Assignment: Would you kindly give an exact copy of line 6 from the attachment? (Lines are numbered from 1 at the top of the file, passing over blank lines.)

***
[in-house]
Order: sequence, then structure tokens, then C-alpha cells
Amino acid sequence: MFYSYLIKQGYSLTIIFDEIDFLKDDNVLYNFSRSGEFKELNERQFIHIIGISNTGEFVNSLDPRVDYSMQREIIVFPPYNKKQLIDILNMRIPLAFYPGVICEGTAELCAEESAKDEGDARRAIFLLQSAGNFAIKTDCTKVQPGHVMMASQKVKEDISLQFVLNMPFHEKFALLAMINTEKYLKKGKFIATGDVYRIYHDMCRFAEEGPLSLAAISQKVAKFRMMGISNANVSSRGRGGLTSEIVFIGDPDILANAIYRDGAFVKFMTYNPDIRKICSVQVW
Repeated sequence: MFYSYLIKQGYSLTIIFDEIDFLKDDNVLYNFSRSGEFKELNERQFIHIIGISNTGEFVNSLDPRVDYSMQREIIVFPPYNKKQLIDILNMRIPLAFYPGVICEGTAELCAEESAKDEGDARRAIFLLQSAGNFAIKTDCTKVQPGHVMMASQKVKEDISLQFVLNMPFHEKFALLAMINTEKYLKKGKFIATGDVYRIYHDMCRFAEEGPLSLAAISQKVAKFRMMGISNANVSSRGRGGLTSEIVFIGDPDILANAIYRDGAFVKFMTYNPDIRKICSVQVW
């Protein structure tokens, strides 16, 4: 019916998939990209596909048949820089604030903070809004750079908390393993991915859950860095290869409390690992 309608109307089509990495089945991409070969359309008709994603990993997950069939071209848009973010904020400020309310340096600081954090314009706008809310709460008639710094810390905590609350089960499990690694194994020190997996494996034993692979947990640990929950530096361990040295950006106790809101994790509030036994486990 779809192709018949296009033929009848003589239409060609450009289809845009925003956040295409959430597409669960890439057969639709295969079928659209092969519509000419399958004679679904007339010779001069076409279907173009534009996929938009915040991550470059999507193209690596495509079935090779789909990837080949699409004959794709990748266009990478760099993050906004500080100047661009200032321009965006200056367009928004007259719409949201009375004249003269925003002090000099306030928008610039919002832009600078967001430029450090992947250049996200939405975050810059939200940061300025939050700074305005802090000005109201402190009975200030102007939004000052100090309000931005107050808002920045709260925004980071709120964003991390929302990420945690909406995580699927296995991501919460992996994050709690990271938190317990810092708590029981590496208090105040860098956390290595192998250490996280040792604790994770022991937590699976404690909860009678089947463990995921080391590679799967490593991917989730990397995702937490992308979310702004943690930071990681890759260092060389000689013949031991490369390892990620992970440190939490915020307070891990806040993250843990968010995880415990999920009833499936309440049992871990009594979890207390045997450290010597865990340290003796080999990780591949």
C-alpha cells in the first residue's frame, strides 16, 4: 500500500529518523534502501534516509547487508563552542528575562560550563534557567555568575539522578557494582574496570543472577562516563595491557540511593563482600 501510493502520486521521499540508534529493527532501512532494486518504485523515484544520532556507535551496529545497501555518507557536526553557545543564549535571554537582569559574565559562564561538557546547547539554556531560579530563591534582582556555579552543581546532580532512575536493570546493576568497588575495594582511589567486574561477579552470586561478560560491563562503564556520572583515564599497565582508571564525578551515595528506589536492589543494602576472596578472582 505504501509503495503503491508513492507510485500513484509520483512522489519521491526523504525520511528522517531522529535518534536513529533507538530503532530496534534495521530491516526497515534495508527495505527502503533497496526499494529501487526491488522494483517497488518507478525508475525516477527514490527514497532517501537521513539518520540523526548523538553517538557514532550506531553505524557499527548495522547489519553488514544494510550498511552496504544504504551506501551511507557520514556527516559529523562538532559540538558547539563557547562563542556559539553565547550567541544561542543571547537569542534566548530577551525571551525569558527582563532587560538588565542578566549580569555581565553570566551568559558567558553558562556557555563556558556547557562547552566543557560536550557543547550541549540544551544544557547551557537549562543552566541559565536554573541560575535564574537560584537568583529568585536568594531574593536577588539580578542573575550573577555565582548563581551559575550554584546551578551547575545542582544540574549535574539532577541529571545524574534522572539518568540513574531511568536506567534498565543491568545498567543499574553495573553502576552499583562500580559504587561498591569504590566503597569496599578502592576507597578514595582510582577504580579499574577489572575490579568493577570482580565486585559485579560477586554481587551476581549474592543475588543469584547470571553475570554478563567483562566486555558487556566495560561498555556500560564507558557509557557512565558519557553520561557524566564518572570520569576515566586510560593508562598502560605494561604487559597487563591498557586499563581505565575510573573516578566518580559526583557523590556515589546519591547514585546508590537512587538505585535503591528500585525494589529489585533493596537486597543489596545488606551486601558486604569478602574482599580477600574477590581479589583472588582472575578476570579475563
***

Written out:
C-alpha cells in the first residue's frame, strides 16, 4: 500500500529518523534502501534516509547487508563552542528575562560550563534557567555568575539522578557494582574496570543472577562516563595491557540511593563482600 501510493502520486521521499540508534529493527532501512532494486518504485523515484544520532556507535551496529545497501555518507557536526553557545543564549535571554537582569559574565559562564561538557546547547539554556531560579530563591534582582556555579552543581546532580532512575536493570546493576568497588575495594582511589567486574561477579552470586561478560560491563562503564556520572583515564599497565582508571564525578551515595528506589536492589543494602576472596578472582 505504501509503495503503491508513492507510485500513484509520483512522489519521491526523504525520511528522517531522529535518534536513529533507538530503532530496534534495521530491516526497515534495508527495505527502503533497496526499494529501487526491488522494483517497488518507478525508475525516477527514490527514497532517501537521513539518520540523526548523538553517538557514532550506531553505524557499527548495522547489519553488514544494510550498511552496504544504504551506501551511507557520514556527516559529523562538532559540538558547539563557547562563542556559539553565547550567541544561542543571547537569542534566548530577551525571551525569558527582563532587560538588565542578566549580569555581565553570566551568559558567558553558562556557555563556558556547557562547552566543557560536550557543547550541549540544551544544557547551557537549562543552566541559565536554573541560575535564574537560584537568583529568585536568594531574593536577588539580578542573575550573577555565582548563581551559575550554584546551578551547575545542582544540574549535574539532577541529571545524574534522572539518568540513574531511568536506567534498565543491568545498567543499574553495573553502576552499583562500580559504587561498591569504590566503597569496599578502592576507597578514595582510582577504580579499574577489572575490579568493577570482580565486585559485579560477586554481587551476581549474592543475588543469584547470571553475570554478563567483562566486555558487556566495560561498555556500560564507558557509557557512565558519557553520561557524566564518572570520569576515566586510560593508562598502560605494561604487559597487563591498557586499563581505565575510573573516578566518580559526583557523590556515589546519591547514585546508590537512587538505585535503591528500585525494589529489585533493596537486597543489596545488606551486601558486604569478602574482599580477600574477590581479589583472588582472575578476570579475563